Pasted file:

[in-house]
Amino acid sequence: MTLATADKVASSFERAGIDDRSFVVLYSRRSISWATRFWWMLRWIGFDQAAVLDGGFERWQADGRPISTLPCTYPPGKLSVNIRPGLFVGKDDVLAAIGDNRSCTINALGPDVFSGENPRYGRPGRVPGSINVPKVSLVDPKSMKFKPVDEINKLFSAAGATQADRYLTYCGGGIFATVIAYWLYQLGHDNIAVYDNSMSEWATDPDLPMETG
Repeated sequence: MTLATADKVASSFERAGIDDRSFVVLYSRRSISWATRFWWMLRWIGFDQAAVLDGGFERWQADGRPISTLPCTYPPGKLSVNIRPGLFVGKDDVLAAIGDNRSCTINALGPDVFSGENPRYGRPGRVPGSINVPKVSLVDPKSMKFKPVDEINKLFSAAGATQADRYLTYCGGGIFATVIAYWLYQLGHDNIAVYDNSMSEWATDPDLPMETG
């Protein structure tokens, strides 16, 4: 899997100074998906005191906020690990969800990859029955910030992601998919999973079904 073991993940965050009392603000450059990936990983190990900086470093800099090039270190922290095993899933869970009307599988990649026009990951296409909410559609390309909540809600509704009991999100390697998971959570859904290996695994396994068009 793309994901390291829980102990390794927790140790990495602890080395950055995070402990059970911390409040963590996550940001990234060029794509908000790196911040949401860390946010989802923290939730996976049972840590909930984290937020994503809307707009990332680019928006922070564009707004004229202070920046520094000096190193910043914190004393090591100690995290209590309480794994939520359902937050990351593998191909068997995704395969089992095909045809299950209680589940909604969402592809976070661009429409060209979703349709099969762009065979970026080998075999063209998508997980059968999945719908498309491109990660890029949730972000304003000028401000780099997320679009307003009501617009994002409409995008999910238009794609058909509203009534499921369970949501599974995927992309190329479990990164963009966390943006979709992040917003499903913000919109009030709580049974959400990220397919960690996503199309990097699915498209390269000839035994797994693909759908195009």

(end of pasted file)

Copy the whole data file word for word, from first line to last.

[in-house]
Amino acid sequence: MTLATADKVASSFERAGIDDRSFVVLYSRRSISWATRFWWMLRWIGFDQAAVLDGGFERWQADGRPISTLPCTYPPGKLSVNIRPGLFVGKDDVLAAIGDNRSCTINALGPDVFSGENPRYGRPGRVPGSINVPKVSLVDPKSMKFKPVDEINKLFSAAGATQADRYLTYCGGGIFATVIAYWLYQLGHDNIAVYDNSMSEWATDPDLPMETG
Repeated sequence: MTLATADKVASSFERAGIDDRSFVVLYSRRSISWATRFWWMLRWIGFDQAAVLDGGFERWQADGRPISTLPCTYPPGKLSVNIRPGLFVGKDDVLAAIGDNRSCTINALGPDVFSGENPRYGRPGRVPGSINVPKVSLVDPKSMKFKPVDEINKLFSAAGATQADRYLTYCGGGIFATVIAYWLYQLGHDNIAVYDNSMSEWATDPDLPMETG
């Protein structure tokens, strides 16, 4: 899997100074998906005191906020690990969800990859029955910030992601998919999973079904 073991993940965050009392603000450059990936990983190990900086470093800099090039270190922290095993899933869970009307599988990649026009990951296409909410559609390309909540809600509704009991999100390697998971959570859904290996695994396994068009 793309994901390291829980102990390794927790140790990495602890080395950055995070402990059970911390409040963590996550940001990234060029794509908000790196911040949401860390946010989802923290939730996976049972840590909930984290937020994503809307707009990332680019928006922070564009707004004229202070920046520094000096190193910043914190004393090591100690995290209590309480794994939520359902937050990351593998191909068997995704395969089992095909045809299950209680589940909604969402592809976070661009429409060209979703349709099969762009065979970026080998075999063209998508997980059968999945719908498309491109990660890029949730972000304003000028401000780099997320679009307003009501617009994002409409995008999910238009794609058909509203009534499921369970949501599974995927992309190329479990990164963009966390943006979709992040917003499903913000919109009030709580049974959400990220397919960690996503199309990097699915498209390269000839035994797994693909759908195009």